Nationally, there is a problem with the delivery of stroke care. “The American Stroke Association wrote a position paper several years ago now that outlined the fragmentation of care for stroke at several levels and urged all states to come up with plans of action that essentially develop systems of care like we are doing here in South Carolina,” says Dr. Robert Adams.
The Stroke Systems of Care Study Committee is holding its second meeting at the Department of Health and Environmental Control office in Columbia today to discuss South Carolina’s plan of action. Adams was appointed as chair by the DHEC board. He says the committee was set up to improve the care for stroke victims and to find ways to prevent strokes.
“So the whole system essentially that we are looking at is we are trying to look at the state and see how we can make recommendations to the leadership of this state so that we can do a better job at preventing stroke the very best that we can and integrating the emergency response system with our hospital system in this state so that the patients can get to the right place as quickly as possible and receive the care that they need,” says Adams.
Adams says the rate of stroke in South Carolina is high.
“It varies from year to year, but usually we are in the top five or so, which is not a good position to be in. We know that South Caroilna is in the heart of the stroke belt. We know that much of this is driven by rates of hypertension and high blood pressure, and blood pressure which is not adequately controlled,” says Adams.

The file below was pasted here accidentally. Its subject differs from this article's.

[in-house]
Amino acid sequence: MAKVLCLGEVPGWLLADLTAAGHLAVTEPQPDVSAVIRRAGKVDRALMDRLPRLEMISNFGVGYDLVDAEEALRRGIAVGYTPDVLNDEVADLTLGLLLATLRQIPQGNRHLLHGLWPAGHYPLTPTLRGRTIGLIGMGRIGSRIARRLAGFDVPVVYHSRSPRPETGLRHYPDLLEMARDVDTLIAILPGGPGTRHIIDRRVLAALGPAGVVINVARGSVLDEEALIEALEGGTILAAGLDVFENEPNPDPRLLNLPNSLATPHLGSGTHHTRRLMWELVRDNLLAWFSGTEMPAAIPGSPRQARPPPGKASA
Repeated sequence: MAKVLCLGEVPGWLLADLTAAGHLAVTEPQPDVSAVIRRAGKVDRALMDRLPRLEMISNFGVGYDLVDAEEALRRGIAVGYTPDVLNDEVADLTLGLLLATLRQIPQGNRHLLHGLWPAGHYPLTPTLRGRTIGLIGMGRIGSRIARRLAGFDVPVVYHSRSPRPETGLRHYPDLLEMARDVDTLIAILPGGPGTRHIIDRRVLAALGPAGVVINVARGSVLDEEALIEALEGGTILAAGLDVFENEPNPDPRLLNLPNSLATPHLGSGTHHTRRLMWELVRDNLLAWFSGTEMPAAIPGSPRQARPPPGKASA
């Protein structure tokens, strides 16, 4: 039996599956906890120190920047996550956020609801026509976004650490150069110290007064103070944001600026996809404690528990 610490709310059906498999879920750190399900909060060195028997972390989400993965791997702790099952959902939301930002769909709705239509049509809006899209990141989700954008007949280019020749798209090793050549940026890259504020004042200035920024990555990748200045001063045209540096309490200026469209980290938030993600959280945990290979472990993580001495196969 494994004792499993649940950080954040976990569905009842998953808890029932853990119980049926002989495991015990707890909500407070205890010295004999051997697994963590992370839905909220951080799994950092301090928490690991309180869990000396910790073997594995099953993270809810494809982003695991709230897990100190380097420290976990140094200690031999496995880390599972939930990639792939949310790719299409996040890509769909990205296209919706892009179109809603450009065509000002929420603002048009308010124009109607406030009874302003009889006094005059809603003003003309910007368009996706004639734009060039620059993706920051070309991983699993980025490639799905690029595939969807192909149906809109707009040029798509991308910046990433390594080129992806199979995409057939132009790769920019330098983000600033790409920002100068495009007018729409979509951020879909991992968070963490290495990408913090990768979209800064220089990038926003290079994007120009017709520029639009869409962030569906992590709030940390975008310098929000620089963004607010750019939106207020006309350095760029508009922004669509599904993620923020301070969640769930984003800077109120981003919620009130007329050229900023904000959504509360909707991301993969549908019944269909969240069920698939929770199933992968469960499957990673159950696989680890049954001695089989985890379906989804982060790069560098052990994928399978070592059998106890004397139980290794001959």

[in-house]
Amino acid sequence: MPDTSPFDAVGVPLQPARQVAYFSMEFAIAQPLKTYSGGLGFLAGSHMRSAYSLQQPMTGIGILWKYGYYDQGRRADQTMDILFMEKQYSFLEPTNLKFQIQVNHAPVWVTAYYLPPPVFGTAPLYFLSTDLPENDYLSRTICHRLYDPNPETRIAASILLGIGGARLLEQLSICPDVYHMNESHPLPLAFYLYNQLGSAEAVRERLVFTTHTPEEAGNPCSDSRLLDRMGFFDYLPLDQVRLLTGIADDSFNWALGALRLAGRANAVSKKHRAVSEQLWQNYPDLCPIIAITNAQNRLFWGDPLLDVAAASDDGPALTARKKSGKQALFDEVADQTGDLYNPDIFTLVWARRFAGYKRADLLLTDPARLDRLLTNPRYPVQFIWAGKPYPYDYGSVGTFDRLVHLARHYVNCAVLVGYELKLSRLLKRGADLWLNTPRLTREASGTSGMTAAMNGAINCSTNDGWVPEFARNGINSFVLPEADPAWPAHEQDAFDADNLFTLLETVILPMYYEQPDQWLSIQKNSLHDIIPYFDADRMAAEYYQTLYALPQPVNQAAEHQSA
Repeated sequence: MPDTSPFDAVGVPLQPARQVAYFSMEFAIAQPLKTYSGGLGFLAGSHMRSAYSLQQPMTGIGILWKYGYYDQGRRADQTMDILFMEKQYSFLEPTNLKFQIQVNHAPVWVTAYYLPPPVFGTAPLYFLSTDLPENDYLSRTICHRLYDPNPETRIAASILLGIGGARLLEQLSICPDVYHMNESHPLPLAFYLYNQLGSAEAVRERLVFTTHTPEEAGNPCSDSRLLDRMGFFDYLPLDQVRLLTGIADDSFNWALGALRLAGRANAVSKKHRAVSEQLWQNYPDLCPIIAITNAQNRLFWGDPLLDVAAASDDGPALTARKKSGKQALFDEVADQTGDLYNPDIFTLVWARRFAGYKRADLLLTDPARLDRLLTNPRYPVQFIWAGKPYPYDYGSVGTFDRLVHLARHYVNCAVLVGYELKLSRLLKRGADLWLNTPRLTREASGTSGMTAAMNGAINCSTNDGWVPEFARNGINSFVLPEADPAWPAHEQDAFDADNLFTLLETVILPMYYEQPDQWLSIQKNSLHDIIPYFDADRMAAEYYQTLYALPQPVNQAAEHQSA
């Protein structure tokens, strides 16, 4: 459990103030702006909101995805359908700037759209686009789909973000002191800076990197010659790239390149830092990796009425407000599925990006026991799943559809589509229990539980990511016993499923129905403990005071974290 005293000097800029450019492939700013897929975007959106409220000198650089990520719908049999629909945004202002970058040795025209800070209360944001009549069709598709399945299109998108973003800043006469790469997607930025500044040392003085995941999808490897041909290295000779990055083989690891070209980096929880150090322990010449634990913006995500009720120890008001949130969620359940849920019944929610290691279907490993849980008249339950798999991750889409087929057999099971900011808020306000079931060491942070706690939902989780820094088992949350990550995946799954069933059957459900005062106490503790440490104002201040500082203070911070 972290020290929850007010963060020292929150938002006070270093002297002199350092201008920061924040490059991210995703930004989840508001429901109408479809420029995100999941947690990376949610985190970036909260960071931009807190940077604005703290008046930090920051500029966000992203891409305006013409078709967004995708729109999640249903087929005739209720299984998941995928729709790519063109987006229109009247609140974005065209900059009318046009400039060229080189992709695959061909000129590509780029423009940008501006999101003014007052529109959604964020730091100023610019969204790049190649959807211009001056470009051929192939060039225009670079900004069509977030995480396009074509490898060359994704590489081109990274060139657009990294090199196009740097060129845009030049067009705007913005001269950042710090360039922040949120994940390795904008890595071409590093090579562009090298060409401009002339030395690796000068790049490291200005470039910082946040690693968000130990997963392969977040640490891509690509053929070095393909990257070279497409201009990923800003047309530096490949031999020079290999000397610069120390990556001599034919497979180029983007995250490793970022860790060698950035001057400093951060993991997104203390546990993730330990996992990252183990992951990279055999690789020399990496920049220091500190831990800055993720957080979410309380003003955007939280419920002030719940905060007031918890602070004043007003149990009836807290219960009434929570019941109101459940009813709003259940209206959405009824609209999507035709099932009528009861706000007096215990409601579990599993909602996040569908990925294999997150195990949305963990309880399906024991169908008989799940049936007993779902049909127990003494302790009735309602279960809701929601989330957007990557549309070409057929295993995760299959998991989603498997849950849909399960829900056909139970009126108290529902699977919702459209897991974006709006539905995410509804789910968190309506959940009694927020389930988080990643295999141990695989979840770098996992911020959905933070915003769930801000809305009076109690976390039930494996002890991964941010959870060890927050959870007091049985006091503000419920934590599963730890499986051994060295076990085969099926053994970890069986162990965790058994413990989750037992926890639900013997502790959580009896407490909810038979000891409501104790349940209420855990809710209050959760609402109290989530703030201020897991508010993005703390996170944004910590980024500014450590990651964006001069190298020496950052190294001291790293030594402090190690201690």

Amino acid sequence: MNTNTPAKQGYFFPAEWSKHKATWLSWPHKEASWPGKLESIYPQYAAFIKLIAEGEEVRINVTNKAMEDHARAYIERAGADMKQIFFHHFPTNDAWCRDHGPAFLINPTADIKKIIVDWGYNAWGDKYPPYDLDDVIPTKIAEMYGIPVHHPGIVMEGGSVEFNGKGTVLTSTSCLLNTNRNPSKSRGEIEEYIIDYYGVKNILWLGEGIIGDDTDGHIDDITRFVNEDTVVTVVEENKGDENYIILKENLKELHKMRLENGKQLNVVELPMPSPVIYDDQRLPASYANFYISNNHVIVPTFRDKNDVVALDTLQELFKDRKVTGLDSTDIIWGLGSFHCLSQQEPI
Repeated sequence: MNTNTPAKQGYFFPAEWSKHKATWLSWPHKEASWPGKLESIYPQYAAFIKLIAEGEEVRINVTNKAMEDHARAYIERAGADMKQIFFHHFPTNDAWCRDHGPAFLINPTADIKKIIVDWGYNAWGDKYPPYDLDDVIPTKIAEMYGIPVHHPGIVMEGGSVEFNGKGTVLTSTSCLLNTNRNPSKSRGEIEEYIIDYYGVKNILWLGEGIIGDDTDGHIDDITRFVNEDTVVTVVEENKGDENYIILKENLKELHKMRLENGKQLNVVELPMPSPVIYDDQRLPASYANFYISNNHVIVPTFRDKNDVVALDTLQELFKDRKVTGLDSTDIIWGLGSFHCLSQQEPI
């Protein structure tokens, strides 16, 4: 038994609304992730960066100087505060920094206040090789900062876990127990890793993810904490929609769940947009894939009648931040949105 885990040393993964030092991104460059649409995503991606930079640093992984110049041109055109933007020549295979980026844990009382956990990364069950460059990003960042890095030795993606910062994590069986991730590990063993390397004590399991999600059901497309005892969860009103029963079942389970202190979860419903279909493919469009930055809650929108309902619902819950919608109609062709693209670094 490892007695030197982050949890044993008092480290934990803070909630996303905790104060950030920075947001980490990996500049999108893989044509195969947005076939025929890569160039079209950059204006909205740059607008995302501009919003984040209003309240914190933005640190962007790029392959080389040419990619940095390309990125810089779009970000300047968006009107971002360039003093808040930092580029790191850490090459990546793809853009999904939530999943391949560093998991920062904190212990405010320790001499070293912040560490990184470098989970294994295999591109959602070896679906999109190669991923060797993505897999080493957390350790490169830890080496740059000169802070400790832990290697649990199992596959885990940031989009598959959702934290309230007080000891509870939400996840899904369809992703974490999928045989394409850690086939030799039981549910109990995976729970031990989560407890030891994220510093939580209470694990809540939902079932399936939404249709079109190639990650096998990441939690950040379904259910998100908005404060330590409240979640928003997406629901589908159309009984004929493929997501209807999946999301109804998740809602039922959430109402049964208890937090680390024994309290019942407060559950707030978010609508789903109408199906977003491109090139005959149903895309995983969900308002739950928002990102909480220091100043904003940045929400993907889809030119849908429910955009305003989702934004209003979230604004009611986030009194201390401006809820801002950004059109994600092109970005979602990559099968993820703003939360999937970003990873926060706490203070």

Wednesday’s meeting will be a discussion of the plan for stroke care in the state. As for a timeline: “We are designated to report to the legislature in December of 2010, so basically we have 12 months to meet and to develop recommendations that pertain to a stroke system of care,” says Adams.
Adams says they will probably not develop a highly detailed plan, but more general recommendations that deal with major problem areas. He says if the plan is adopted, then the agencies responsible for carrying out the recommendations would develop the final, more detailed plan.
Adams says if it weren’t for the leadership of some state lawmakers, DHEC, and the American Stroke Assoication, the proposed plan would not have been possible.
“Senator Darrell Jackson, and also from the House of Representatives, Joseph Jefferson. These sponsors were instrumental in getting this bill to come to life. And also the American Stroke Association division of the American Heart Association has been a big proponent for making this happen as well,” says Adams.
The public is invited to attend Wednesday’s meeting from 10 to 3 at the South Carolina Department of Health and Environmental Control office in Columbia.